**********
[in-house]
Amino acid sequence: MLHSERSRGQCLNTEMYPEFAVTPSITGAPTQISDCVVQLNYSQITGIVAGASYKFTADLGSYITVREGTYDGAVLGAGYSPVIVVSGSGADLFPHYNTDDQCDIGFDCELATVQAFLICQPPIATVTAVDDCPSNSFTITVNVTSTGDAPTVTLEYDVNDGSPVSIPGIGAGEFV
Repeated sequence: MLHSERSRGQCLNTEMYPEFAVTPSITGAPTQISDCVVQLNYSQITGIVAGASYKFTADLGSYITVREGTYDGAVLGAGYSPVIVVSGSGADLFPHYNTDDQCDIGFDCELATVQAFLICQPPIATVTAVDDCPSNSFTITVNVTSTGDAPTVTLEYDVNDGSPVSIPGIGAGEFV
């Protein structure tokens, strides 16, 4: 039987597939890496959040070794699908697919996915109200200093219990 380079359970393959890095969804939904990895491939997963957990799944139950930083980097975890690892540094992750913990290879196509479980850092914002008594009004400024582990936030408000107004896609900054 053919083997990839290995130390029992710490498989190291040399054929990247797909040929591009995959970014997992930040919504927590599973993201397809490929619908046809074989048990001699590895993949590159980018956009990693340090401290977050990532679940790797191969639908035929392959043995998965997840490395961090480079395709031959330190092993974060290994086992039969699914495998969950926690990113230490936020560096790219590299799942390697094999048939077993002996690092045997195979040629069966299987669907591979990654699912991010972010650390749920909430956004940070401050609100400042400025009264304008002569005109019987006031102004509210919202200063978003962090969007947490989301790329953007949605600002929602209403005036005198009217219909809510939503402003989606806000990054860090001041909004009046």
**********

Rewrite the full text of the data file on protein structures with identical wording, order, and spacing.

[in-house]
Amino acid sequence: MLHSERSRGQCLNTEMYPEFAVTPSITGAPTQISDCVVQLNYSQITGIVAGASYKFTADLGSYITVREGTYDGAVLGAGYSPVIVVSGSGADLFPHYNTDDQCDIGFDCELATVQAFLICQPPIATVTAVDDCPSNSFTITVNVTSTGDAPTVTLEYDVNDGSPVSIPGIGAGEFV
Repeated sequence: MLHSERSRGQCLNTEMYPEFAVTPSITGAPTQISDCVVQLNYSQITGIVAGASYKFTADLGSYITVREGTYDGAVLGAGYSPVIVVSGSGADLFPHYNTDDQCDIGFDCELATVQAFLICQPPIATVTAVDDCPSNSFTITVNVTSTGDAPTVTLEYDVNDGSPVSIPGIGAGEFV
């Protein structure tokens, strides 16, 4: 039987597939890496959040070794699908697919996915109200200093219990 380079359970393959890095969804939904990895491939997963957990799944139950930083980097975890690892540094992750913990290879196509479980850092914002008594009004400024582990936030408000107004896609900054 053919083997990839290995130390029992710490498989190291040399054929990247797909040929591009995959970014997992930040919504927590599973993201397809490929619908046809074989048990001699590895993949590159980018956009990693340090401290977050990532679940790797191969639908035929392959043995998965997840490395961090480079395709031959330190092993974060290994086992039969699914495998969950926690990113230490936020560096790219590299799942390697094999048939077993002996690092045997195979040629069966299987669907591979990654699912991010972010650390749920909430956004940070401050609100400042400025009264304008002569005109019987006031102004509210919202200063978003962090969007947490989301790329953007949605600002929602209403005036005198009217219909809510939503402003989606806000990054860090001041909004009046």